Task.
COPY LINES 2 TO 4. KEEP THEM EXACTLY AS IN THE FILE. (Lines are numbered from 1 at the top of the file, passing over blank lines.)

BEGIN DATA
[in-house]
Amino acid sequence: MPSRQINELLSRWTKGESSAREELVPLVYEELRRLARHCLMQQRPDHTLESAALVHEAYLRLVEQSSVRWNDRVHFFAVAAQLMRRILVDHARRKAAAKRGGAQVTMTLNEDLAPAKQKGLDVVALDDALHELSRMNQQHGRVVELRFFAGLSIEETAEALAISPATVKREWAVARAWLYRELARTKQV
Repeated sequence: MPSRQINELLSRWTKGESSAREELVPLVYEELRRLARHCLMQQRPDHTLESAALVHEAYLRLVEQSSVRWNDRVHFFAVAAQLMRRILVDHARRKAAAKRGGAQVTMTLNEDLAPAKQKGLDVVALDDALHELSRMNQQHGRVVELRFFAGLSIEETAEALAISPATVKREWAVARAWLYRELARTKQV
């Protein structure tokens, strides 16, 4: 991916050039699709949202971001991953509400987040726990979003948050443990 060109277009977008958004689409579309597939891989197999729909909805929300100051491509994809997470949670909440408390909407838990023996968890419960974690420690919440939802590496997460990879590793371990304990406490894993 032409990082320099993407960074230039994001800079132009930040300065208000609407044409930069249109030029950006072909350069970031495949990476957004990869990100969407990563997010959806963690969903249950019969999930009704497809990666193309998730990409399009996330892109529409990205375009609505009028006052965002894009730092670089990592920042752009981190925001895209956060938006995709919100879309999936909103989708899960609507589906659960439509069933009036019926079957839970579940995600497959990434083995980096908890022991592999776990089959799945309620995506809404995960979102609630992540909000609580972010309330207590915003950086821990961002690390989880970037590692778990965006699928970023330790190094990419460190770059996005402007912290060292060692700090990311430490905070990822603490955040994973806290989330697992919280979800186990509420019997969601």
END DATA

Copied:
Amino acid sequence: MPSRQINELLSRWTKGESSAREELVPLVYEELRRLARHCLMQQRPDHTLESAALVHEAYLRLVEQSSVRWNDRVHFFAVAAQLMRRILVDHARRKAAAKRGGAQVTMTLNEDLAPAKQKGLDVVALDDALHELSRMNQQHGRVVELRFFAGLSIEETAEALAISPATVKREWAVARAWLYRELARTKQV
Repeated sequence: MPSRQINELLSRWTKGESSAREELVPLVYEELRRLARHCLMQQRPDHTLESAALVHEAYLRLVEQSSVRWNDRVHFFAVAAQLMRRILVDHARRKAAAKRGGAQVTMTLNEDLAPAKQKGLDVVALDDALHELSRMNQQHGRVVELRFFAGLSIEETAEALAISPATVKREWAVARAWLYRELARTKQV
């Protein structure tokens, strides 16, 4: 991916050039699709949202971001991953509400987040726990979003948050443990 060109277009977008958004689409579309597939891989197999729909909805929300100051491509994809997470949670909440408390909407838990023996968890419960974690420690919440939802590496997460990879590793371990304990406490894993 032409990082320099993407960074230039994001800079132009930040300065208000609407044409930069249109030029950006072909350069970031495949990476957004990869990100969407990563997010959806963690969903249950019969999930009704497809990666193309998730990409399009996330892109529409990205375009609505009028006052965002894009730092670089990592920042752009981190925001895209956060938006995709919100879309999936909103989708899960609507589906659960439509069933009036019926079957839970579940995600497959990434083995980096908890022991592999776990089959799945309620995506809404995960979102609630992540909000609580972010309330207590915003950086821990961002690390989880970037590692778990965006699928970023330790190094990419460190770059996005402007912290060292060692700090990311430490905070990822603490955040994973806290989330697992919280979800186990509420019997969601």